9.  The Details:  Opening night will certainly make for a memorable Valentine’s Day date, but if you’ve got other plans tonight, the show runs through March 1st.  There’s even a special President’s Day performance on Monday February 17, with half-price ($9) tickets for students.  The Farmington Players' production of Assassins is proudly sponsored by the Center for Financial Planning, Inc.  Tickets can be purchased online at www.farmingtonplayers.org or by calling the box office at 248-553-2955.

Tuesday, January 28, 2014

Life is No Cakewalk for Barry Cutler as Assassin Charles Guiteau

Barry Cutler (far right) plays Garfield assassin Charles Guiteau (below), who marched to his own demented drumbeat.
As assassins go, Charles Guiteau is pretty obscure.  Most people probably haven’t even heard of the president he killed (James Garfield in 1881), let alone Guiteau himself.  But despite Guiteau’s relative anonymity, that doesn’t stop Barry Cutler from playing him as “larger than life” in the Farmington Players production of Assassins.

Barry describes his character as follows: “Imagine if Zig Ziglar were a nutcase and you have Guiteau in a nutshell.  Guiteau’s glass is always half-full, although what he’s full of can’t really be printed here. He fell nothing short of a certifiable lunatic—a psychopath with an ego the size of the Eiffel Tower, if you will. He shot Garfield because the President refused to make him Ambassador to France.”    Barry is used to playing “colorful characters” and Guiteau is no exception, saying, “I’m having a blast with his 'cakewalk to the gallows,’ Guiteau’s funny and final attempt to prove to everyone that he matters. I enjoy the challenge of making this deeply flawed man seem at least a tad human, but certainly not likable.”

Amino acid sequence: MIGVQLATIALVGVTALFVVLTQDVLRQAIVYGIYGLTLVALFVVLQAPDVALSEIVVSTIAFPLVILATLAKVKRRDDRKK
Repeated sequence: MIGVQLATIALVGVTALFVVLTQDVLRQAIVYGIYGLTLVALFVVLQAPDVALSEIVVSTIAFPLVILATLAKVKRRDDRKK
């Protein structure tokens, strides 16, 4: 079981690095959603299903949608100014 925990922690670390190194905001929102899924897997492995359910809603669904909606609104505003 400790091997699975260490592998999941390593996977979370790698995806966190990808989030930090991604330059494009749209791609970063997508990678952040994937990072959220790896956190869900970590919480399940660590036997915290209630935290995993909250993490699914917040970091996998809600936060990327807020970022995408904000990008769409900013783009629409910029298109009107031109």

With despicable characters and an uncomfortable subject matter, I asked Barry what audiences would enjoy about Assassins?  His answer: “Not all stories are designed to make audiences ‘feel good.’  That being said, all stories should make audiences ‘feel something.’ People will enjoy the show for various reasons, the entertainment value, the glimpse into parts of history they may or may not have previously explored, and the revelation that each assassin is the ‘hero’ of his own story.  While their goals are abhorrent, in their own minds they want what everyone wants – their own version of The American Dream.”

The American Dream is a prevalent theme in Assassins.  As director Mike Smith says,  "Assassins uses these historical characters to shine a light on the promise and failure of the American Dream which, I think, is as valid an analysis today as when it was first produced. … I relate to what the assassins want because wanting is the American Way. It's never easy to get there by following the rules, but it can be done.” Similarly, Barry understands the assassins’ motives, but to him, the ends do not justify the means:  “The assassins believe they have the right to happiness, whether they pursue it or not, and if they don’t get it, it’s everyone else’s fault.  – A warped version of the American Dream. Personally, I don’t buy it. You want happiness, go find it. There’s no need to wallow in self-pity, or to point fingers.”

Barry’s played numerous characters since joining the Farmington Players in 2006, having last appeared on the Barn stage as “Mushnick” in Little Shop of Horrors:  “I joke with Jason Wilhoite (the Balladeer) that this our fourth duet on the Farmington Players stage. If I can stay on two feet cakewalking up the stairs, it could be one of our best.”

The Farmington Players' production of Assassins is proudly sponsored by the Center for Financial Planning, Inc.  The show runs from February 14 – March 1. Tickets can be purchased online at www.farmingtonplayers.org or by calling the box office at 248-553-2955.